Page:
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I have a cucumber project in Ruby using Selenium Webdriver and Chromedriver and I would like to know if a page I access is up or in maintenance. To do this, I would like to access the response-headers of the HTTP Get request.

Is there a way to do this?

  • Selenium is not best suited to verify HTTP response headers or, in general, to work on HTTP protocol level. I have no expertise in Ruby, but quick search in Google returned two Ruby HTTP clients, gem and Net::HTTP. Here's a way to check response status with the latter: stackoverflow.com/questions/12023231/… – dzieciou May 26 '15 at 17:04
  • Thanks for your answer. Yes, Selenium is not suited to do this. Anyways, I have all my other tests made in Selenium and I wanted to know if there was an error on the requested page (like, the page is under maintenance and there's a redirect) at the beginning of each scenario, and I was hoping I could use Selenium. :) – Tiago May 26 '15 at 17:31
  • You can mix Selenium tests with tests using other technologies. If you really want to use only Selenium, you could verify pages for custom error descriptions or page title: that's the thing you're able to get from HTML document. But they always will be custom to the specific page or app, in contrast to HTTP protocol. – dzieciou May 26 '15 at 17:45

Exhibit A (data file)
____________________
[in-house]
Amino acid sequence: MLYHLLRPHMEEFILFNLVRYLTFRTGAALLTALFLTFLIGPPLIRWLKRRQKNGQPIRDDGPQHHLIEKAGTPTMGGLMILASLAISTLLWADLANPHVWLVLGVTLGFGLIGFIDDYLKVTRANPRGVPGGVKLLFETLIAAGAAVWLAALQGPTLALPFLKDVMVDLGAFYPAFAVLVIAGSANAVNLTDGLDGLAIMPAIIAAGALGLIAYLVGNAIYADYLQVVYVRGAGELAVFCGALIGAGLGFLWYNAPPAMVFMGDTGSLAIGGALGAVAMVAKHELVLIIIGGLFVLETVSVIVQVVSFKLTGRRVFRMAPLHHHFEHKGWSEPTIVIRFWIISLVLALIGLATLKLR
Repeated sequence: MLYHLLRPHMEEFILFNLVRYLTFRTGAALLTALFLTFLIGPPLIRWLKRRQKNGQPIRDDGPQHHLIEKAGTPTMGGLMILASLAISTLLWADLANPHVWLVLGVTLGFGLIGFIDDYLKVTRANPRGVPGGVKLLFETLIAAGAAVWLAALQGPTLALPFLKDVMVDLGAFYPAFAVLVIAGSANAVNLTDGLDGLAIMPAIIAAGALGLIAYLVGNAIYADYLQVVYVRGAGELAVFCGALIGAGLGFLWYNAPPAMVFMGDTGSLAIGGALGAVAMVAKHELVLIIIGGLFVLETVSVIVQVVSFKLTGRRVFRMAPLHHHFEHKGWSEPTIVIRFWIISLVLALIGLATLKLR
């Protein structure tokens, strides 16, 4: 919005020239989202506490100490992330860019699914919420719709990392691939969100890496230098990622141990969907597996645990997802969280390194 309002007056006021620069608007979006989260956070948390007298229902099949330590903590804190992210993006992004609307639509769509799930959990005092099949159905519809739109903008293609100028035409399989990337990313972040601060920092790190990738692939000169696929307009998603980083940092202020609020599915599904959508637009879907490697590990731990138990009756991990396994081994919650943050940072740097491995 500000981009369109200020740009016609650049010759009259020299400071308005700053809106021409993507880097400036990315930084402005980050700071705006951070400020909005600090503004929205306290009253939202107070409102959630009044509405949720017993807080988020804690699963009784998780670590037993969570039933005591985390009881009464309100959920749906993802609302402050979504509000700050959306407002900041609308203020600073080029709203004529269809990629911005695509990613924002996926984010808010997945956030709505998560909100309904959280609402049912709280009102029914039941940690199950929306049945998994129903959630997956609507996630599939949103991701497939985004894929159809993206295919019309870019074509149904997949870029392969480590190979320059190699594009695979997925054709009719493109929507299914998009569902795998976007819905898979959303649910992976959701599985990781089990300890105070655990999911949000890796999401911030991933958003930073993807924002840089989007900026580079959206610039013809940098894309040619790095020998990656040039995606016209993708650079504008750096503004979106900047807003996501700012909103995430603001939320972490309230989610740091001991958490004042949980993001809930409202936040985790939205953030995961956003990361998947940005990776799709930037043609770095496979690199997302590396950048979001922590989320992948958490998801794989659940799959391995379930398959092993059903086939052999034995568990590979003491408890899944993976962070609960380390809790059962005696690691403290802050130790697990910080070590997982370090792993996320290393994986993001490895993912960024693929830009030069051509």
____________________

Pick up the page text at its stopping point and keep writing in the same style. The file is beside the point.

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It may be easier to just openAndWait() the URL and do some conditional logic to see if the page displays a maintenance message or not. Incorporating a proxy (as mentioned in other responses) for this one use case sounds like a rather expensive operation.

In the past I have setup a proxy to ensure that a tracking pixel (Google Analytics or Omniture, for example) fires and it's values are asserted. For that I have used the Fiddler core, but not in combination with Selenium (I was using Telerik Test Studio which has it built in).

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As mentioned, Webdriver explicitly decided not to include the ability to inspect HTTP traffic in their project. The recommended technique is to use a proxy to capture the browser traffic by specifying the proxy address in your desired capabilities. Then, you can inspect traffic from the proxy. A common proxy is Browsermob Proxy - it was forked from Selenium years ago, and it has a ruby gem that allows you to inspect & modify requests and responses, including response headers.

But, for your purpose it does sound like it may be enough to check it with a ruby HTTP client instead.

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